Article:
[Nmabs] Textbooks for disabled, Particularly College Students

David Andrews dandrews at visi.com
Thu Sep 3 21:42:49 CDT 2009


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> From 
> <http://www.insidehighered.com/news/2009/08/28/access>http://www.insidehighered.com/news/2009/08/28/access 
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>Textbooks for the Disabled
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>August 28, 2009
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>The Association of American Publishers and the University of Georgia 
>this week unveiled an electronic database aimed at making it easier 
>for blind, dyslexic and otherwise impaired college students to get 
>specialized textbooks in time for classes.
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>The database, called <http://www.accesstext.org/>AccessText, is 
>designed to centralize the process by which electronic versions of 
>textbooks are requested by colleges and supplied by publishers. 
>Experts say it will allow disabled students to get their textbooks 
>more efficiently, help colleges save money and avoid lawsuits, and 
>protect publishers' copyrights.
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>For students whose disabilities prevent them from using traditional 
>texts, the normally straightforward task of acquiring books for 
>their courses can be tedious and frustrating. Federal law requires 
>that colleges and universities provide disabled students equal 
>access to educational materials, but this is often easier said than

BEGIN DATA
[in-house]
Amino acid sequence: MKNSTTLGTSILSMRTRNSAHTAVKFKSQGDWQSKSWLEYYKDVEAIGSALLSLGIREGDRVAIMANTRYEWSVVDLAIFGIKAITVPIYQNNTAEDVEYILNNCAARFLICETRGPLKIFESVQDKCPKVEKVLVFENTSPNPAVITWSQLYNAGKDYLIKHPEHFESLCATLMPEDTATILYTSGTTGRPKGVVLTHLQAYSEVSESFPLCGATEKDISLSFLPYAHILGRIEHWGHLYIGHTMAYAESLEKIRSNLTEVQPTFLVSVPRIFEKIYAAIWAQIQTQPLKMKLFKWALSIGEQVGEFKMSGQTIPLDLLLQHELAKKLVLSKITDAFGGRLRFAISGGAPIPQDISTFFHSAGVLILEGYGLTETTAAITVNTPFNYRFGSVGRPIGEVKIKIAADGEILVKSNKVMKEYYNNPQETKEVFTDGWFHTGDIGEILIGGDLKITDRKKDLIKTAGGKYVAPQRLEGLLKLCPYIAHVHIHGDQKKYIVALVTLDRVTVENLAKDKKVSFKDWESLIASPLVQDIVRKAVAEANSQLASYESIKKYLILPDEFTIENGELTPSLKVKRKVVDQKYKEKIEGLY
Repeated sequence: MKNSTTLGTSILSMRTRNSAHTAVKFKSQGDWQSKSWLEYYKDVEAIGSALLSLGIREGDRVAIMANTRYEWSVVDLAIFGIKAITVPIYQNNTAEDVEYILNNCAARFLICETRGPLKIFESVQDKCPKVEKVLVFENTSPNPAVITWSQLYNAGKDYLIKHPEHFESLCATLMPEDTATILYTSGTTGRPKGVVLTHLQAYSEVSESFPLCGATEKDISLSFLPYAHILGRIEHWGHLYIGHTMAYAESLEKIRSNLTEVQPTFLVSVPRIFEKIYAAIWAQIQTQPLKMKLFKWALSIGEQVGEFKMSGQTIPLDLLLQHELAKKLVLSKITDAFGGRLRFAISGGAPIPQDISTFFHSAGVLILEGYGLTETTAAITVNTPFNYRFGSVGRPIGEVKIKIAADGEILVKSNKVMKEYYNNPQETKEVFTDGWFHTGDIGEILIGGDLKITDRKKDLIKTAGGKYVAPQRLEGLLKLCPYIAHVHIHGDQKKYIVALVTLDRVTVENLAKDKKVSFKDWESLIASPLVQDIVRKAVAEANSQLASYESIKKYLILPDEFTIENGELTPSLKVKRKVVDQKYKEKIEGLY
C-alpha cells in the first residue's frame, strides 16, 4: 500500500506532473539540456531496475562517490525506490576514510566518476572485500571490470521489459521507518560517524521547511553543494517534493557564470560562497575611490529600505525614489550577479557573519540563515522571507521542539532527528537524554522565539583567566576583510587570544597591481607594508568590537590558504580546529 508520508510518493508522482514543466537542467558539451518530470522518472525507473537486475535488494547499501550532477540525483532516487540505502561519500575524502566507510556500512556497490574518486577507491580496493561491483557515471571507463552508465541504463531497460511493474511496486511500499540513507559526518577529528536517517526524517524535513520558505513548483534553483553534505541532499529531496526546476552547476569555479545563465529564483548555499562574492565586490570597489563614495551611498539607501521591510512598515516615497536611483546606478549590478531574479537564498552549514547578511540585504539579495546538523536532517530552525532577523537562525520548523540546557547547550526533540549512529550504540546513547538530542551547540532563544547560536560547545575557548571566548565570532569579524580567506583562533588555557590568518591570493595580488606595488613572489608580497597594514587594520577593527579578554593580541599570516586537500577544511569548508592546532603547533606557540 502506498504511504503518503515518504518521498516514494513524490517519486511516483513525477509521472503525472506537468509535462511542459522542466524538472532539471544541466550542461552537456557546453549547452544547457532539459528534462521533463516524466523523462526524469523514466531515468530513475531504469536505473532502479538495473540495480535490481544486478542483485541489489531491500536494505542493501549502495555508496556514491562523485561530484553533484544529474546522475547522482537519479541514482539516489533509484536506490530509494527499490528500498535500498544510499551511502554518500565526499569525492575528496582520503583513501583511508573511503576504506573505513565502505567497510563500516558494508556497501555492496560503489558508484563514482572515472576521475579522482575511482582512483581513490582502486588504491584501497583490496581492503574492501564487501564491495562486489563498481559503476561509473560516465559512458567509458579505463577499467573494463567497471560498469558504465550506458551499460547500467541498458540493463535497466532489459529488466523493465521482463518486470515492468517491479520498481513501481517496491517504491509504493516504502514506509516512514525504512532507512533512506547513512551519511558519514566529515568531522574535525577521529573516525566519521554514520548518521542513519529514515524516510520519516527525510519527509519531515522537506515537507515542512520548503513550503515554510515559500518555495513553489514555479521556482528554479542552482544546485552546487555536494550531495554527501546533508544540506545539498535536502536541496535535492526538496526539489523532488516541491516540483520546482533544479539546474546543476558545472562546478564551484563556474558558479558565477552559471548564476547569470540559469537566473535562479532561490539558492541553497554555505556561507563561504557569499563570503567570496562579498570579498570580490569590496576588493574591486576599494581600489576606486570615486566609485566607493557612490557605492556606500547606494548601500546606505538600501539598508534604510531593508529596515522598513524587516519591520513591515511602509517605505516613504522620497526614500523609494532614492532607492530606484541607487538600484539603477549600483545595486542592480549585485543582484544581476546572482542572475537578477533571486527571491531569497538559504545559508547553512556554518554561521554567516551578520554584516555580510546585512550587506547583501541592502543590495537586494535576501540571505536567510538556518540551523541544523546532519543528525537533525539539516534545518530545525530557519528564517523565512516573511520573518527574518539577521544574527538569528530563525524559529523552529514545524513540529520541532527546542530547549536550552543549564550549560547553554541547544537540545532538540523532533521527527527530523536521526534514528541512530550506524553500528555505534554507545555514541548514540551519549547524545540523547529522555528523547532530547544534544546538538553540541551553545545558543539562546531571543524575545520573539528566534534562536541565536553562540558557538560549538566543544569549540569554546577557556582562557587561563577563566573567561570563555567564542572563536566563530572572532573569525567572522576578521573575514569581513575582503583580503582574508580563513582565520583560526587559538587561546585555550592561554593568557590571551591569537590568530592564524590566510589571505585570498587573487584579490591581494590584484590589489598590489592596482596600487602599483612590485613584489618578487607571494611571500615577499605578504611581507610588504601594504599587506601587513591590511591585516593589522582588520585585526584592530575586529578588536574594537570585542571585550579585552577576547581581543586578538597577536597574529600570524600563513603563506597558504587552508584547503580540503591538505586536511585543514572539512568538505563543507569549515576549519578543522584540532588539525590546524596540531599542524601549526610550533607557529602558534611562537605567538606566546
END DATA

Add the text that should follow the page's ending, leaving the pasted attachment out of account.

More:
>done. College officials have to track down and contact the publisher 
>of every textbook that each of its disabled students buys and 
>request an electronic copy. If such a copy exists -- the likelihood 
>shrinks the older the book and the smaller the publisher -- college 
>officials still have to convert the file to a format that can be 
>read by whatever reading aid the student uses. If not, the college 
>has to wait, sometimes weeks, to obtain permission to scan the book 
>and create its own electronic version.
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>Once a college has an electronic copy, converting to a readable 
>format can be another complex process, says Sean Keegan, associate 
>director of assistive technology at Stanford University. Math and 
>science texts often arrive as scanned pages, and cannot always be 
>easily read by the character-recognition software the university 
>uses to turn them into standard electronic files, Keegan says. "That 
>can take a longer amount of time to process that material internally 
>and turn it around and give that to the student efficiently," he says.
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>Meanwhile, delays in the process can make it impossible for disabled 
>students to prepare for and participate in classes. "Students need 
>to have a book in time so they can do the assigned reading and study 
>for tests and papers," says Gaeir Dietrich, interim director of 
>high-tech training for the California Community Colleges system. "So 
>if the book doesn't come until the term has been in session for